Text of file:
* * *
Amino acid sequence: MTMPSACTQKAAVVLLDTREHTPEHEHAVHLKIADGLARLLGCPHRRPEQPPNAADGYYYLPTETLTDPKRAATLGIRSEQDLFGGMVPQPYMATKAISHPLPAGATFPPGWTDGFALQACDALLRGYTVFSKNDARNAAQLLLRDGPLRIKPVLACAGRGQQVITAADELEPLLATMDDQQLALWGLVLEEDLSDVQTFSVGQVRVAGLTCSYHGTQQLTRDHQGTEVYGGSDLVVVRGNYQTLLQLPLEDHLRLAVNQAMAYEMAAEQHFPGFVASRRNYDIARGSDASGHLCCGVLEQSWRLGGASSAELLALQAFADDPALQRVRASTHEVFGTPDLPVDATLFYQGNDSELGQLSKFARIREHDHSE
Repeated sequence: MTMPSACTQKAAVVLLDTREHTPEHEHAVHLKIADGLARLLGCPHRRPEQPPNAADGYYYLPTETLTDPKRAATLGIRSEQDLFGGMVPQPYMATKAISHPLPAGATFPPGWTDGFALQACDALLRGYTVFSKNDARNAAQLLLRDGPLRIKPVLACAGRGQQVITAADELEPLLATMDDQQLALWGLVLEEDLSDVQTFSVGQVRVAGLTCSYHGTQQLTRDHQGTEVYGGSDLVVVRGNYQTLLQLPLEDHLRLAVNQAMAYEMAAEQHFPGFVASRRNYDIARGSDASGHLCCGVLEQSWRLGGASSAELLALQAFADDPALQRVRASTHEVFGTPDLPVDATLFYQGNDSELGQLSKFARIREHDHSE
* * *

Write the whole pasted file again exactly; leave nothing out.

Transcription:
Amino acid sequence: MTMPSACTQKAAVVLLDTREHTPEHEHAVHLKIADGLARLLGCPHRRPEQPPNAADGYYYLPTETLTDPKRAATLGIRSEQDLFGGMVPQPYMATKAISHPLPAGATFPPGWTDGFALQACDALLRGYTVFSKNDARNAAQLLLRDGPLRIKPVLACAGRGQQVITAADELEPLLATMDDQQLALWGLVLEEDLSDVQTFSVGQVRVAGLTCSYHGTQQLTRDHQGTEVYGGSDLVVVRGNYQTLLQLPLEDHLRLAVNQAMAYEMAAEQHFPGFVASRRNYDIARGSDASGHLCCGVLEQSWRLGGASSAELLALQAFADDPALQRVRASTHEVFGTPDLPVDATLFYQGNDSELGQLSKFARIREHDHSE
Repeated sequence: MTMPSACTQKAAVVLLDTREHTPEHEHAVHLKIADGLARLLGCPHRRPEQPPNAADGYYYLPTETLTDPKRAATLGIRSEQDLFGGMVPQPYMATKAISHPLPAGATFPPGWTDGFALQACDALLRGYTVFSKNDARNAAQLLLRDGPLRIKPVLACAGRGQQVITAADELEPLLATMDDQQLALWGLVLEEDLSDVQTFSVGQVRVAGLTCSYHGTQQLTRDHQGTEVYGGSDLVVVRGNYQTLLQLPLEDHLRLAVNQAMAYEMAAEQHFPGFVASRRNYDIARGSDASGHLCCGVLEQSWRLGGASSAELLALQAFADDPALQRVRASTHEVFGTPDLPVDATLFYQGNDSELGQLSKFARIREHDHSE